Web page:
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Best of the Week 2018-2019: Teaching to the Future


Jacob Gibson '20 and Mr. Frank O'Grady '74 have been selected as one of twelve student-mentor teams to participate in Sacrifice for Freedom: World War II in the Pacific Student & Teacher Institute, a student-teacher cooperative learning program held this July in Oahu, Hawaii. The program, coordinated through National History Day, will bring six teams across Hawaii and six teams from the United States to Oahu to study World War II in the Pacific. Mr. O'Grady, former President of St. Ed's Alumni Association and recipient of the Bronze Eagle Distinguished St. Edward Alumnus Award, once served as Jacob's advisor for the National History Day program at Rocky River Middle School. "Mr. O'Grady and I really got to know each other during my eighth grade year when I placed first in the district with my exhibit and went on to the state championship," says Jacob. "I have always been a big history buff and I've found WWII history incredibly interesting. When Mr. O'Grady applied for this opportunity, he asked me if I would like to be part of this amazing experience. This opportunity seemed like a perfect way to pay tribute to WWII veterans who lost their lives in the Pacific and to study more about WWII."

This spring, prior to visiting Hawaii this summer, each team will engage in readings, participate in online discussions and conduct research on a "Silent Hero," someone who never returned home and is buried or memorialized at the National Memorial Cemetery of the Pacific in Honolulu, Hawaii. In July, all teams will meet in Oahu and engage in on-site learning across the island and at the Pearl Harbor Historic Sites while continuing to develop a Silent Hero profile that will be published online during the 2019-2020 academic year. Jacob and Mr. O'Grady have chosen to feature Rear Admiral Isaac Kidd from Cleveland, Ohio, who was the highest-ranking soldier to die at Pearl Harbor, as their Silent Hero. "The thing I am most looking forward to is hearing about everyone's Silent Hero and to gain a better understanding of what really happened that day at Pearl Harbor," says Jacob. "Up until the ninth grade, I had always had this one-sided view of the war, but when I took Mr. Jim Wallenhorst's history class my freshman year, he opened up my eyes to all the minute details that made the war so much more interesting. The National History Day program so far has allowed me to delve deeper into WWII history and has provided me with new perspectives on what I already know, allowing me to expand my mindset and understand the war in a new light."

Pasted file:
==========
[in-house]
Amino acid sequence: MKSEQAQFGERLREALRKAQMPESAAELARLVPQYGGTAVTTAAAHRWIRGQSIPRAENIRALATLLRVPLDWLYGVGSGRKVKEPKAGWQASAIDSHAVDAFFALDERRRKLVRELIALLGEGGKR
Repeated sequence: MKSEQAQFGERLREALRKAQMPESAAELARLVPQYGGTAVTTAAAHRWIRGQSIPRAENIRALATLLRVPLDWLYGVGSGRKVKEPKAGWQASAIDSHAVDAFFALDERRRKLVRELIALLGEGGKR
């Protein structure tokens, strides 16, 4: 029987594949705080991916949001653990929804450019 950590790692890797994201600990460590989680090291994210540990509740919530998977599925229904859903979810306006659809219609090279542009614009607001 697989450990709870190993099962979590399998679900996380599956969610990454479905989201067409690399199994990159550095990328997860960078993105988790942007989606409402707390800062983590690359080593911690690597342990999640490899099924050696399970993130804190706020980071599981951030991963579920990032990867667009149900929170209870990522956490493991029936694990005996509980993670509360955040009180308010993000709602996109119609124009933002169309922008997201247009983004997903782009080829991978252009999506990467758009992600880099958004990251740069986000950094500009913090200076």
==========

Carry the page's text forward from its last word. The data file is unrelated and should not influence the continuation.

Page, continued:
While in Oahu, Jacob, Mr. O'Grady and the other eleven teams will be able to visit and explore the Pearl Harbor Aviation Museum, the Pacific Historic Parks, the USS Missouri Memorial Association, and the Pacific Fleet Submarine Museum at Pearl Harbor. "Learning about history in the classroom can only be supplemented so much without it becoming a repetition of facts. By actually going to the place where history happened is something else entirely. If you know the site of the historical event well enough, you can picture where everything happened and imagine the events actually taking place," says Jacob. "This program has allowed for different generations to come together to remember and pass on the information from one of the most horrific events in American history. From the information I hope to gather throughout this experience, I hope to play a part in helping educate more people about Pearl Harbor so that we never forget what happened."

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